SAN FRANCISCO — Exercise does not prevent cognitive decline in patients with mild cognitive impairment (MCI) but may preserve cognition, new research shows.
Topline results of the EXERT study show the phase 3 trial failed to meet its primary endpoint of improving cognition in patients with MCI. However, secondary results showed a signal of benefit.
“There’s still a take-home message that exercise could still be beneficial. I don’t think we should sweep that under the carpet,” study investigator Laura Baker, PhD, of Wake Forest University School of Medicine, said in a presentation here at the 15th Clinical Trials on Alzheimer’s Disease (CTAD) Conference.
No Cognitive Decline
Research examining exercise and cognition has led to conflicting results. The current trial compared low-impact exercise vs high-impact exercise to each other and to a matched group of participants with MCI who received usual care in another trial.
The study included 296 sedentary adults aged 65-89 with MCI (57% female and mean age 74-75, 86%-87% White, 0-2% Hispanic, depending on assigned group.
The high impact arm of the trial included 148 patients who engaged in aerobic exercise (70%-85% heart rate reserve) 4 times a week for 30-40 minutes. The other group included 148 subjects who spent 30-40 minutes 4 times a week on stretching, balance, and range of motion exercises (<35% of heart rate reserve). YMCA trainers supervised participants.
A total of 114 participants in the high-impact group completed the 12 months of the aerobic exercise program, and 115 completed the low-impact program.
“If you’ve worked with people with mild cognitive impairment and tried to get folks to do something different in their behavior, it’s a difficult task,” Baker said. However, specially trained YMCA staff members managed to get them to exercise, she said, and the participants completed over 31,000 exercise sessions over 12 months.
Baker noted that the study was conducted during the pandemic and that despite this, there was a 78% retention rate.
Per the primary endpoint — scores on ADAS-Cog-Exec, a version of the Alzheimer’s Disease Assessment Scale-Cognitive subscale developed for this trial — there was no decline from baseline for either group at 6 or 12 months. And there was no group difference (P = 0.29) after adjustment for covariates.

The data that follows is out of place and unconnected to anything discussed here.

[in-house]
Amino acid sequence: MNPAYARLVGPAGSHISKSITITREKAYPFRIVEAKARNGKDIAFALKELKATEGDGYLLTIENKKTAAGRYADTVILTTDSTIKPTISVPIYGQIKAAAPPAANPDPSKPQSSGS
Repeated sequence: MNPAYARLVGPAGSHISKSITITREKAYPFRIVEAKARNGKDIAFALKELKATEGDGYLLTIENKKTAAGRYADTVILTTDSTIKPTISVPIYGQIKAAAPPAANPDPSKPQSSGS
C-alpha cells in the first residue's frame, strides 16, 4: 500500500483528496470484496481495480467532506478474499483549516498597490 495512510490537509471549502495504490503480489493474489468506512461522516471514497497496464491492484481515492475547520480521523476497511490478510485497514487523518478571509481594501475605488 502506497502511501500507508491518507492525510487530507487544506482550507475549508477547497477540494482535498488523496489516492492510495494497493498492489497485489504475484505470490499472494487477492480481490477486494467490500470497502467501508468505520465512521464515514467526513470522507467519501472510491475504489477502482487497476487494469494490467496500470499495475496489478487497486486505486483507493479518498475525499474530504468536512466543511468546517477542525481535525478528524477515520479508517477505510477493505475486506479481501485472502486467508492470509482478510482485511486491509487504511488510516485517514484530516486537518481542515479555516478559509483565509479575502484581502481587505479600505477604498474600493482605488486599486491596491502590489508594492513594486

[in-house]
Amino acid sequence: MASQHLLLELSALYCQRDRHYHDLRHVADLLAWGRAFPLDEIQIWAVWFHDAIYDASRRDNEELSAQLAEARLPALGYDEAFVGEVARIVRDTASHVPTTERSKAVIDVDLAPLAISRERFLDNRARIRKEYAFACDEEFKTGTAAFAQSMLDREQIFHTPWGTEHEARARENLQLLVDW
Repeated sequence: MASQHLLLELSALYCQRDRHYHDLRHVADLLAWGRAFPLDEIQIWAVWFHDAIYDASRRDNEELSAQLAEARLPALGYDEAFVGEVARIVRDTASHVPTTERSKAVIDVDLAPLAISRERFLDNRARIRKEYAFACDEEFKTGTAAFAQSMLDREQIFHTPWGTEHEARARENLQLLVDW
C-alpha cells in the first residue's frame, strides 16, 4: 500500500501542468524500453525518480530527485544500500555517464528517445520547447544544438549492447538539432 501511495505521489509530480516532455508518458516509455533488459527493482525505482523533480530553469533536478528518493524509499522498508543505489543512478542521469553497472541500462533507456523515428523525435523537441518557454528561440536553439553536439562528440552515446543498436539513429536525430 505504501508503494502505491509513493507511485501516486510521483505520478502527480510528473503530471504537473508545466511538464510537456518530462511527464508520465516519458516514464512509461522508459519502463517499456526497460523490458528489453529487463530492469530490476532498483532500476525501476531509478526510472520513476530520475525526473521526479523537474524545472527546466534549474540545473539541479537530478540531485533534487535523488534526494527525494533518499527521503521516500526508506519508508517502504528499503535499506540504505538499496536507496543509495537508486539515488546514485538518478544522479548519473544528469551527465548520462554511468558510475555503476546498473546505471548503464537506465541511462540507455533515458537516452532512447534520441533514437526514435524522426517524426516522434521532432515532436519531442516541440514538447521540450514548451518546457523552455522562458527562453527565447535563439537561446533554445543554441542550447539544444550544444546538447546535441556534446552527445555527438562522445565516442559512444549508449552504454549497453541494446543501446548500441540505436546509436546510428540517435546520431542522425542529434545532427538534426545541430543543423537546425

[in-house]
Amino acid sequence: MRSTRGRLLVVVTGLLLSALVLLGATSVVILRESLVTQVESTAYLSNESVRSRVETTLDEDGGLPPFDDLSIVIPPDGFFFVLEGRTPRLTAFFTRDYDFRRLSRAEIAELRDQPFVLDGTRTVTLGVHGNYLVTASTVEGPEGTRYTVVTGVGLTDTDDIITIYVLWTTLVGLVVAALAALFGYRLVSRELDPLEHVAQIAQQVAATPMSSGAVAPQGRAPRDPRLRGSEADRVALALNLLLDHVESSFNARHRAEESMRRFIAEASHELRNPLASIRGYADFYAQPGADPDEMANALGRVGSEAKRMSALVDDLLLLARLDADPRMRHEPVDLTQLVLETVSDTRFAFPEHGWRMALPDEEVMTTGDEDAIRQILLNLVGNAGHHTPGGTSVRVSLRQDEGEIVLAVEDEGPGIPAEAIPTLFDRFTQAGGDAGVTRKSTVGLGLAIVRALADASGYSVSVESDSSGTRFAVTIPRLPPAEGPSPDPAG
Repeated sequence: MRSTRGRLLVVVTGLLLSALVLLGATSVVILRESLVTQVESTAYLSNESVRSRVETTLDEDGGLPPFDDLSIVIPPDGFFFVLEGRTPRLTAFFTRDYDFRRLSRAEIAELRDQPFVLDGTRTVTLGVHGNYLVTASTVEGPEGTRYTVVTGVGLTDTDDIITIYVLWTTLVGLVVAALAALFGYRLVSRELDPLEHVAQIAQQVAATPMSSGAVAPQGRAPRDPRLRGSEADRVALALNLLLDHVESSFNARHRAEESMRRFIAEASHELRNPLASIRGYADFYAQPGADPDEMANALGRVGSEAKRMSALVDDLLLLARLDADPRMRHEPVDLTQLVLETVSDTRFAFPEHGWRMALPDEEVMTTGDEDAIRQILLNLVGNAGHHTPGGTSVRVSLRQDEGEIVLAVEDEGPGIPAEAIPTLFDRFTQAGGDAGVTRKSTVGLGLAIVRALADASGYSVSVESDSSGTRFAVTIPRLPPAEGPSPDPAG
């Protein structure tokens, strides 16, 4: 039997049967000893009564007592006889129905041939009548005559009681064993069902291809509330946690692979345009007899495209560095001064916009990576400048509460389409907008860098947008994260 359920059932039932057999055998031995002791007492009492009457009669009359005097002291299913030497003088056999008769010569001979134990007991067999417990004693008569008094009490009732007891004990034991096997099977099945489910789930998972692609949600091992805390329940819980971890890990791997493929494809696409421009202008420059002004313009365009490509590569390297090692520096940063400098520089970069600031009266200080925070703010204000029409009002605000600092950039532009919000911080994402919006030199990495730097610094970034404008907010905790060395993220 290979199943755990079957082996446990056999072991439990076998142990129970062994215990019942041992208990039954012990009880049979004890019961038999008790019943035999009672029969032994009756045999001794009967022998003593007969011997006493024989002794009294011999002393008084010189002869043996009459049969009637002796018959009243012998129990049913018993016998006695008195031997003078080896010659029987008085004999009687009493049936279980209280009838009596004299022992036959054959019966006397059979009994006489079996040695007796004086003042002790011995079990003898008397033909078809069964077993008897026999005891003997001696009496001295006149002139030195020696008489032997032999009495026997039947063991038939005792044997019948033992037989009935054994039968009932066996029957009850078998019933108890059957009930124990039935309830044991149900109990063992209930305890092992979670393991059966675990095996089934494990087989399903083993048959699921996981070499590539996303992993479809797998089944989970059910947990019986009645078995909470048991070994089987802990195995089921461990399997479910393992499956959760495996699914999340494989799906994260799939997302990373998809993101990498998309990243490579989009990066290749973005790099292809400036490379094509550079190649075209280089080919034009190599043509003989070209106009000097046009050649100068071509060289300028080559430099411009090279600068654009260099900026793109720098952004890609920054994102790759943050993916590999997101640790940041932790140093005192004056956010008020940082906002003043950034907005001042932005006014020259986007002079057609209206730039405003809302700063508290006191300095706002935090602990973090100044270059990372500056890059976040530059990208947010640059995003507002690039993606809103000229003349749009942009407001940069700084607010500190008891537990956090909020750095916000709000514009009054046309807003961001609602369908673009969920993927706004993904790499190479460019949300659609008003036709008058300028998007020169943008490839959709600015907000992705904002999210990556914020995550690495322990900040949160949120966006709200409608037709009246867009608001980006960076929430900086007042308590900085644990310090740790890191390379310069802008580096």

However, Baker said, “we also saw no decline over time. There was no decline from baseline to month 12 for cognition in both groups.” In contrast, matched groups of participants who received usual care, and were tracked by the Alzheimer’s Disease Neuroimaging Initiative, did experience cognitive decline.
Making a difference
The differences between the study groups and the matching usual care groups were statistically significant (P = .012 for the aerobic group and P = .0005 for the low-impact group).
A total of 77% of the high impact group and 74% of the low-impact group reported adverse events but there was no statistically significant difference between the two groups (P = .7958).
These findings suggest that any regular supported exercise of at least 120 to 150 minutes (2 to 2.5 hours) per week, that has been our protocol for 12 months, may increase resistance to cognitive decline and mild cognitive impairment. It’s important to note that this trial was conducted during a pandemic,” said Baker.
She added that study participants were big fans of the trial. “We received hundreds of quotes from caregivers and participants saying that study changed their lives,” Baker said. Regardless of the trial findings, she said, “we know that we have made an impact.”
In an interview with Medscape Medical News, Baker elaborated on the study findings. When asked why low-impact exercise may have had an impact, she pointed to volume — 12 months x 3.5 sessions/week at a slightly elevated heart rate — and social contact which is often lacking in patients with MCI.
Baker noted the team is planning another project to establish a community-based exercise program for all older adults.
“We hope to develop the necessary community partnerships so that the program can continue in the future with Medicare support,” she added.
Commenting on the findings, Howard Fillit, MD, co-founder and chief science officer at the Alzheimer’s Drug Discovery Foundation and the moderator of the CTAD session that included Baker’s presentation, said the research was “well done,” and he noted that it ” illustrates some of the difficulties in trying to translate epidemiology into real-world practice with randomized trials as the gold standard of evidence.”
He added that “exercise has been shown to have a benefit, yet you couldn’t do it here.” Baker responded that while the study didn’t reach its primary endpoint, it still suggests value to exercise on the cognitive front.
The study was funded by the National Institute on Aging. The study authors report no relevant financial relationships. Disclosure information for Fillit was not provided.
15th Clinical Trials on Alzheimer’s Disease (CTAD) conference. Abstract OC-12: Presented December 1, 2022.
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